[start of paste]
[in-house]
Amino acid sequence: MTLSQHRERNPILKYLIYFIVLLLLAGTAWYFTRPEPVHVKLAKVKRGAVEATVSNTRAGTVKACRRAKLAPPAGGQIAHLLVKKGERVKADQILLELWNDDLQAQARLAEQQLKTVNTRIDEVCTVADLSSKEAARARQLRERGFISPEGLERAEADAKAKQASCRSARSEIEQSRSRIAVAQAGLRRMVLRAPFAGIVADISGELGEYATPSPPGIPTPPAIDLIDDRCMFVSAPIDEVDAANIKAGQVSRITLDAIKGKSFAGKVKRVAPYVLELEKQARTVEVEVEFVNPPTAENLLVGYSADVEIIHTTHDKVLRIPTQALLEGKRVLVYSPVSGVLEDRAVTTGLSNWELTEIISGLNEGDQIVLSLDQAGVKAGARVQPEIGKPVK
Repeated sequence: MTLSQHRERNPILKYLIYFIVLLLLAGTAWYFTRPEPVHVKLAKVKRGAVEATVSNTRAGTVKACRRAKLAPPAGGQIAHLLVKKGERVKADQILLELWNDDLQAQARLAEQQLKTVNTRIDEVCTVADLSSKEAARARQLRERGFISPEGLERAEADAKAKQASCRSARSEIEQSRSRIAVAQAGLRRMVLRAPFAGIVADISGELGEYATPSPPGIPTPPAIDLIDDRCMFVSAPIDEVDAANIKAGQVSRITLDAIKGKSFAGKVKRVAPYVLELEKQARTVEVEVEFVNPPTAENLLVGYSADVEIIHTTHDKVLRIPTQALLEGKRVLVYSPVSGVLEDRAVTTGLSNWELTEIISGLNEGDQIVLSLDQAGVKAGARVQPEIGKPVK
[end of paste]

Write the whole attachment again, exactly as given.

[in-house]
Amino acid sequence: MTLSQHRERNPILKYLIYFIVLLLLAGTAWYFTRPEPVHVKLAKVKRGAVEATVSNTRAGTVKACRRAKLAPPAGGQIAHLLVKKGERVKADQILLELWNDDLQAQARLAEQQLKTVNTRIDEVCTVADLSSKEAARARQLRERGFISPEGLERAEADAKAKQASCRSARSEIEQSRSRIAVAQAGLRRMVLRAPFAGIVADISGELGEYATPSPPGIPTPPAIDLIDDRCMFVSAPIDEVDAANIKAGQVSRITLDAIKGKSFAGKVKRVAPYVLELEKQARTVEVEVEFVNPPTAENLLVGYSADVEIIHTTHDKVLRIPTQALLEGKRVLVYSPVSGVLEDRAVTTGLSNWELTEIISGLNEGDQIVLSLDQAGVKAGARVQPEIGKPVK
Repeated sequence: MTLSQHRERNPILKYLIYFIVLLLLAGTAWYFTRPEPVHVKLAKVKRGAVEATVSNTRAGTVKACRRAKLAPPAGGQIAHLLVKKGERVKADQILLELWNDDLQAQARLAEQQLKTVNTRIDEVCTVADLSSKEAARARQLRERGFISPEGLERAEADAKAKQASCRSARSEIEQSRSRIAVAQAGLRRMVLRAPFAGIVADISGELGEYATPSPPGIPTPPAIDLIDDRCMFVSAPIDEVDAANIKAGQVSRITLDAIKGKSFAGKVKRVAPYVLELEKQARTVEVEVEFVNPPTAENLLVGYSADVEIIHTTHDKVLRIPTQALLEGKRVLVYSPVSGVLEDRAVTTGLSNWELTEIISGLNEGDQIVLSLDQAGVKAGARVQPEIGKPVK